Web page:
Use Your . . . Words?
Hello Blog. Today Pat is inspired by baby Jonah's beatboxing (see home page featured video today) to remember her own children's baby sounds, and how she longed for them to talk. But when she hears what they have to say, she reconsiders!
Laughing along with adorable baby Jonah’s “beatboxing” made me recall those heavenly days when my children created similar joyous sounds before they could talk – and how naïve I was to be anxious for them to acquire verbal skills.
Sure, I loved hearing “mamamamama” and “I wuv you, Mommy.” And it was a relief when they could identify the source of their discomfort rather than me trying to interpret their crying.
But there also have been more than a few occasions when I wished they’d never gained the ability to speak. There are just some things a mother doesn’t want to hear.
One is “I probably shouldn't tell you this….,” which opened one memorable telephone conversation as my youngest son prepared for a summer archaeology dig in the Great Dismal Swamp.
“I probably shouldn’t tell you that the swamp is home to the largest concentration of black bears on the East Coast,” he continued. “Don't worry. We've been given a lot of safety instructions.”
I struggled to remain calm and offer my standard maternal response in such stressful situations (the ones where I am screaming inside): “That’s nice, dear.” But the screams in my head were getting louder, so I added, “Such as?”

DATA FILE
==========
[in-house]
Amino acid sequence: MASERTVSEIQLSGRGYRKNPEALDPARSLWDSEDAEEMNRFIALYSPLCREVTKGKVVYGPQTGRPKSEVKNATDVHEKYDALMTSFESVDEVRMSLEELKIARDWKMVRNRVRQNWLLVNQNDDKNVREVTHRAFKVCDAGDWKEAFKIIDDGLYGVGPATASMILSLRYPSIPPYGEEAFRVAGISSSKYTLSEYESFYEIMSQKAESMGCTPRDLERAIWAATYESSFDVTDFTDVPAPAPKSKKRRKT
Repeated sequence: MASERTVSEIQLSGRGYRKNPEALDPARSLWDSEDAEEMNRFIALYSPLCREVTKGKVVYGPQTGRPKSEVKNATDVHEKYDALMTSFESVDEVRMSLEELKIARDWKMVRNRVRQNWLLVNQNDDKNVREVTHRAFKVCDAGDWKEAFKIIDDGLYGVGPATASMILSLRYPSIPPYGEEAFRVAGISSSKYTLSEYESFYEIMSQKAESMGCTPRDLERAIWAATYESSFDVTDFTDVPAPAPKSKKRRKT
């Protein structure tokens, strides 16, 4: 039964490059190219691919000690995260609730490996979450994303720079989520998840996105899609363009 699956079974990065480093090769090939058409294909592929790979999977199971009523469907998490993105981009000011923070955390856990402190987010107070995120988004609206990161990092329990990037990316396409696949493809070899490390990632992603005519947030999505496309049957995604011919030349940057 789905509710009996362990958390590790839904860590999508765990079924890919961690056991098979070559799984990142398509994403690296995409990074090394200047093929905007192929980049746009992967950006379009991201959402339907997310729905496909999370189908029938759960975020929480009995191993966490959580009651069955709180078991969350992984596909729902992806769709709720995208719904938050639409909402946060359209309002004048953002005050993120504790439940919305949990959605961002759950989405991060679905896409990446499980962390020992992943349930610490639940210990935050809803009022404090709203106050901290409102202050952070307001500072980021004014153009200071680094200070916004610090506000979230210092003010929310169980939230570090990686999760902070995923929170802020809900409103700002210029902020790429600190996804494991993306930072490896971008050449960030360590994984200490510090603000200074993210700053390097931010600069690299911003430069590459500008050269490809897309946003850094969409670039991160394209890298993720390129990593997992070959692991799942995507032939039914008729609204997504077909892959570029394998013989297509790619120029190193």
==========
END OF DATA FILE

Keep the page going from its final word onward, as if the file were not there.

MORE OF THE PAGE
He then read aloud: “If you hear loud noises in the underbrush, be prepared to make loud noises in response.”
I didn’t know whether to laugh or cry. Then he offered: “And I probably shouldn't tell you this either, but I may be trained in using a machete.”
My response was stunned silence, but my husband cheerfully noted from the extension that No. 2 son’s brother-the-cop wasn’t even trained in machetes. “Maybe they'll give you a certificate, too," he added in his best fatherly voice.
My screams were about to escape into the atmosphere. “Can you use the machete against the three types of poisonous snakes that inhabit the swamp?”
“Ah, I'm not sure. But don't worry. We've had lots of safety instructions,” he repeated.
Instead of screaming, I offered this desperate response: “Maybe you should ask your brother if you can borrow one of his guns.”
Now it was my husband and No. 2 son who were stunned. And this was truly the moment when I realized I'd gone over the edge. Here I was, a woman who hates guns, suggesting one son borrow a firearm from the other.
“I don't think they allow that, Mom. This is a university course,” No. 2 son said, enunciating every word, clearly recognizing his mother was a crazy woman again.
I was seriously considering ordering his older brother to get on the motorcycle I never wanted him to buy and retrieve his brother. When the policeman son called a few days later to report the motorcycle is “really great” and he also might be receiving AR-15 semi-automatic assault rifle training soon, I gasped.
“Which would you rather have – me going into an active shooter situation with a handgun or a rifle?” he asked.
My first thought was: “With a slide rule as an engineer” because that was his initial college major. My next was: “With your words” because philosophy was his second. Instead I said, “I would prefer you not be going into an Active Shooter situation at all, but if you must, I suppose a rifle is better.”
That’s also when I asked myself: Whatever made me think hearing them talk would be music to my ears?